2nd Edition

Practical Cinematography

By Paul Wheeler Copyright 2005
    222 Pages
    by Routledge

    224 Pages
    by Routledge

    Filmmaking is an art, but, like so many art forms, there are basic underlying tools and techniques and a body theoretical knowledge that must be understood and mastered before artistic expression can flourish. This book is an invaluable resource for all aspiring DoPs.

    Practical Cinematography can be dipped into for quick reference - perhaps to answer a specific question or deal with practical problems relating to a shoot - or read from cover to cover. It discusses the principles of cinematography and the expertise which is unique to the Director of Photography (DoP). It deals with all the basic theory such as color temperature and sensitometry, and all the practical things a DoP needs to know, from the make-up of the crew to how to prepare an equipment list.

    PART ONE The unit
    The Director of Photography
    The DP's Responsibilities
    In early Pre-production
    Closer to shoot preparation
    During shooting
    Post production
    The DP's Preparation
    Preparing for a shoot
    The recces
    The DP's preparation
    The camera equipment list
    The lighting equipment list
    The film stock breakdown
    The technical schedule
    The Camera Crew
    An Overview
    The Trainee
    The Clapper Loader (AC 2)
    The Focus Puller (AC 1)
    The Camera Operator
    The Grip
    The Gaffer
    Crew Protocol

    PART TWO The Technology

    The Motion Picture Camera
    The Persistence of Vision
    Frame Rates
    The Intermittent Mechanism
    The Reflex Viewfinder
    Viewing Screens
    The Film Magazine
    Film Camera Layout
    Artistic Decisions
    Characteristics of Lenses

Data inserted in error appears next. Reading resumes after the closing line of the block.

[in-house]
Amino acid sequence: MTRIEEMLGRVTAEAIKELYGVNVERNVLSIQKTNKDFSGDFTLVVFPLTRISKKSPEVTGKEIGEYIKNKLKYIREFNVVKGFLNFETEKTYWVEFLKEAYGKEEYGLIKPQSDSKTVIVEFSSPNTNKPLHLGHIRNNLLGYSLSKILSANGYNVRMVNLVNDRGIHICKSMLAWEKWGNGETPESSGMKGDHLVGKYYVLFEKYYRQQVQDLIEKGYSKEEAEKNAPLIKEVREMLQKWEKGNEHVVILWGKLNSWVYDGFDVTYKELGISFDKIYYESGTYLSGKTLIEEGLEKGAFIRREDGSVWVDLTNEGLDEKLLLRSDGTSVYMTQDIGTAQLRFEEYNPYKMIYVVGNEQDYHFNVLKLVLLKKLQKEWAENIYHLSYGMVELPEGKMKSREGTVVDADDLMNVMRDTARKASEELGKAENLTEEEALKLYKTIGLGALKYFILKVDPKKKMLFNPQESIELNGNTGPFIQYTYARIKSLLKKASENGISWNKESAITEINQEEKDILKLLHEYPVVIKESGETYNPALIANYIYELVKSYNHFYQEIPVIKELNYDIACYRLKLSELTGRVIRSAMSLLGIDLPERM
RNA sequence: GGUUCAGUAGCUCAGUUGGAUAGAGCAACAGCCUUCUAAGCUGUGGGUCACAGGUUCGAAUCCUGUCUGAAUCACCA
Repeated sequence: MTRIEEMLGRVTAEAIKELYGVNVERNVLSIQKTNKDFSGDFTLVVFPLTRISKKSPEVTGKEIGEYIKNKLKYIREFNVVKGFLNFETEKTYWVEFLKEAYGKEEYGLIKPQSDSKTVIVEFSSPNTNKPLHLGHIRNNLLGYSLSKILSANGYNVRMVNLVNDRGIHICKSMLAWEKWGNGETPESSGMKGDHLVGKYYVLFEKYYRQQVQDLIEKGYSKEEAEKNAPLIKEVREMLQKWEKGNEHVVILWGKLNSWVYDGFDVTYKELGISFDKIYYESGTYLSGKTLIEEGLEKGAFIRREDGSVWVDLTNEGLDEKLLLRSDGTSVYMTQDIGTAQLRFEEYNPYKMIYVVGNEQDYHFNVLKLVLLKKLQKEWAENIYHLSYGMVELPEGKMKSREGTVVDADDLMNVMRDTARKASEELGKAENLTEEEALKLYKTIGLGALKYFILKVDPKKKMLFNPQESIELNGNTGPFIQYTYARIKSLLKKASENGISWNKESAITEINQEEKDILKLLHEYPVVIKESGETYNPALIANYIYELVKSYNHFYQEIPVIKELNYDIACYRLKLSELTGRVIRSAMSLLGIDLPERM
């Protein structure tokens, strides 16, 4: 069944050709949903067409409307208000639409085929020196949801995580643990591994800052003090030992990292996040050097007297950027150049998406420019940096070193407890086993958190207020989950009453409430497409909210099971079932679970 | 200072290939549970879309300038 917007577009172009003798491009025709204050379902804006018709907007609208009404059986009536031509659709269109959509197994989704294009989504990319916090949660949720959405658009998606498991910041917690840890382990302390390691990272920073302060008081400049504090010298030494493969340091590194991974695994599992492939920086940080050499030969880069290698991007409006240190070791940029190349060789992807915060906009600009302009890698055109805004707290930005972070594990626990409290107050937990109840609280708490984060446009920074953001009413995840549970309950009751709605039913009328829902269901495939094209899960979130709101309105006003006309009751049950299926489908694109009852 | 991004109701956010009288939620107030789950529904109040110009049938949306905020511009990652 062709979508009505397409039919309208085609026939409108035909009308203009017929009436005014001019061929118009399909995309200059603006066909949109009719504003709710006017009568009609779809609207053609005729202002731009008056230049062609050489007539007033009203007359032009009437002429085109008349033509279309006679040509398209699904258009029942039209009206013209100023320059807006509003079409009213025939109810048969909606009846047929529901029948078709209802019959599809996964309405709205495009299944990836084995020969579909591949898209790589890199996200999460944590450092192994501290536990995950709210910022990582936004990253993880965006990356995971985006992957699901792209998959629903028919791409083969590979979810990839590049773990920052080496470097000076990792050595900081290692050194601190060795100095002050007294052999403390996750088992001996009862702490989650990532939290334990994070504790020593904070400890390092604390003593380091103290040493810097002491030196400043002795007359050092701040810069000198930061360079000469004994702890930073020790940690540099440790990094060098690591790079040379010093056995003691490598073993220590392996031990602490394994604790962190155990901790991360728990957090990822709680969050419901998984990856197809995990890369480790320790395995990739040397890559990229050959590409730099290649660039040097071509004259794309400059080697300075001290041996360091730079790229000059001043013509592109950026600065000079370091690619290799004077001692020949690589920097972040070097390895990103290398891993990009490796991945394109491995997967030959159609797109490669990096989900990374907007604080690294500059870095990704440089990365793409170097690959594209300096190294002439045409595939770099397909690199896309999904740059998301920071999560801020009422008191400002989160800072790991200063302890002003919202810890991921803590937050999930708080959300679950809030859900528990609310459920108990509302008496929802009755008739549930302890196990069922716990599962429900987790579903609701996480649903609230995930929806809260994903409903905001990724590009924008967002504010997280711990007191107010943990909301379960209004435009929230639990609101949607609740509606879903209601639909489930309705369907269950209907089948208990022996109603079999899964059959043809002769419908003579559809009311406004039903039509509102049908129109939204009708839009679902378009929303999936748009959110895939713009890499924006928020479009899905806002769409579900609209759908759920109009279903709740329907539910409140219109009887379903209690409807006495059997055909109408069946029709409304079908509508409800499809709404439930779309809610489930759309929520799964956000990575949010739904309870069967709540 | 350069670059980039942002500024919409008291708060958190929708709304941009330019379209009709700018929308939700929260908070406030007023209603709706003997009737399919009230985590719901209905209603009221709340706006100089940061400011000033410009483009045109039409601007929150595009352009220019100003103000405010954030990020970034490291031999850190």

The Fundamentals
    Perceived sharpness with regard to contrast
    Maximum aperture
    Telephoto lenses
    Wide-angle lenses
    Modern Lens Designs
    Lens Distortion and Aberrations
    Film Stock
    What is Film?
    The history of the negative/positive photographic process
    The basic photographic process
    Colour Negative Film
    Grain and Graininess
    When does Grain become unacceptable?
    Edge Numbers
    Care, Shipping and Handling
    Basic Sensitometry
    The Laboratory
    The Laboratory Contact
    Printer Lights
    Contact Printing
    Optical Printing
    Negative Cutting
    Cinema Release Prints
    The "Long Handled” Negative Cut
    Film Grading
    Telecine Grading

    PART THREE The Cinematographers Craft

    Exposure Meters
    Camera Speed
    Shutter Speed
    Average Scene Reflectance Value
    Types of Exposure Meter
    Lighting Ratios
    Defining a Lighting Ratio
    Visualising Lighting Ratios
    Lighting Ratios for Film and Television
    Lighting Ratios when shooting for both Film and
    Using Lighting Ratios on the Set
    Controlling the Whole Scene
    Three Point Image Control
    There's no such thing as exposure latitude
    Three Point Image Control
    Relating the three points to the sensitometric curve
    Control for television
    Using the 18% Grey Scale
    The Messenger
    Controlling Print Density
    Shifting Colour
    Intentional Colour Changes
    Developments in Grey Cards
    Colour Temperature
    What is Colour Temperature?
    Filters and Mired Shift Values
    The Colour Temperature Meter
    Colour Film
    Correcting Lamps
    Camera Filters
    Colour Compensating Filters
    Colour Correction Filters
    Skin Tone Warmer
    Sepia, Coral, colour effects, etc.
    Graduated Filters
    Neutral Density
    Low Contrast
    Ultra Contrast
    Double fog
    Pro Mist
    Star filters
    Matching Shots
    Enhancing Filters
    Fluorescent Light Correction
    Pola Screens
    Filter Factors
    The Pan Glass
    Depth of Field
    Depth of Focus
    Circles of Confusion
    Depth of Field and Super 16mm to 35mm Blow Ups
    Super 16mm and 16 x 9 Television
    35mm Film Depth of Field when only shown on Television